A Haunting Reminder of Berlin’s Past: The Stolpersteine

On many streets in Berlin, you can find gold stones fitted into the ground with writing on them. If you look closely, you can see a name, with a date of birth, a date of death, and the place of death. These stones were placed outside the residences of victims of the Holocaust. Most of them were Jewish, and most of the previous residents of Berlin died in Auschwitz, the infamous death camp in southern Poland. Auschwitz was responsible for the death of more than 1.1 million deaths of Jews, Poles, Romani, and Soviet prisoners of war. It played a key role in Adolf Hitler’s Final Solution to the Jewish Question.

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A German artist, Gunter Demnig, placed the first stones in May of 1996, right here in Berlin. Today, there are more than 60,000 Stolperstein, or “stumbling stones”, all over Germany, Austria, Hungary, the Netherlands, the Czech Republic, Belgium, Norway, and Ukraine.

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The point of the stone is to stumble upon them while walking on the street, thus drawing attention to the people who lived there not so long ago. Each stone has the name of the resident and there are often groups of Stolpersteine together, because of families living together. The artist, Gunter Demnig, says, “A person is only forgotten when his or her name is forgotten.” Every time I see the golden stones, I take a moment to read them and reflect.

Last October, Stolpersteine was placed, for the first time ever, outside of Europe. A school in Buenos Aires, Argentina, placed them outside their campus. This act was done to honor the children who fled from Europe, leaving their lives and often their families behind.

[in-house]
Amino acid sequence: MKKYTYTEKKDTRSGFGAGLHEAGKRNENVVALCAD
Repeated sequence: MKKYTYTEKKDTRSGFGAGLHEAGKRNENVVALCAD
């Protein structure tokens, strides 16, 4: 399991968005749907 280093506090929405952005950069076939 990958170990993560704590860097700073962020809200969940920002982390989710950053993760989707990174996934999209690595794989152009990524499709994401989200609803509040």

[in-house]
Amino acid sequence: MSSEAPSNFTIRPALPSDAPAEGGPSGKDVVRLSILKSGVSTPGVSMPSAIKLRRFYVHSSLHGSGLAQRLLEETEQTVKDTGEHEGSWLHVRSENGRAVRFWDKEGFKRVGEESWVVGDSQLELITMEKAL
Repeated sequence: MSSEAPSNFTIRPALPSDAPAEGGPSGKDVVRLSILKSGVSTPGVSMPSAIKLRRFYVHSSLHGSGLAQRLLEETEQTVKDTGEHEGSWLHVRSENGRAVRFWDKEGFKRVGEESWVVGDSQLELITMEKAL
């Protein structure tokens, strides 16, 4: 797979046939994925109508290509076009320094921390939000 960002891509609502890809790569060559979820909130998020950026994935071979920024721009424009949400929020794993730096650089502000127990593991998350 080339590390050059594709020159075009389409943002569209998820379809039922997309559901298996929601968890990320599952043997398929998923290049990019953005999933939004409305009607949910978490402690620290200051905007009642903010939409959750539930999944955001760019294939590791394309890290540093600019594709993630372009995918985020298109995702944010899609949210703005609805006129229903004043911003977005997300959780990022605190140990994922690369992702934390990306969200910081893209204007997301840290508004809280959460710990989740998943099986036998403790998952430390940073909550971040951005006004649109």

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My friends in Austria have told me that those in Vienna have been scratched out and even have had acid thrown on them. Of course, anti-semitism still exists today, and many of these golden monuments have been defaced by neo-Nazis and sympathizers.

What I find quite nice is that anyone can sponsor a stone.  If you know of a resident who you personally you would like to be remembered, you can pay for the manufacture and installment. It’s a modest price at 120 euros.

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The Stolpersteine is an important reminder of Berlin, and Europe’s, past. Everywhere you go, you are forced to remember that tragedies that took place during Hitler’s reign. I find them even more important today, as neo-Nazis and sympathizers have become more present in our news. Especially after the Nazi gathering in Charlottesville, which left one person dead.

I am very much in support of the Stolpersteine and commend Mr. Demnig for his work. It is a beautiful way to honor the people who so violently lost their lives. For those of you who live or spend time in Europe, I request that you keep an eye out for these stones.

I’ll leave you with a quote from the famous Elie Wiesel, “For the dead and the living, we must bear witness.”

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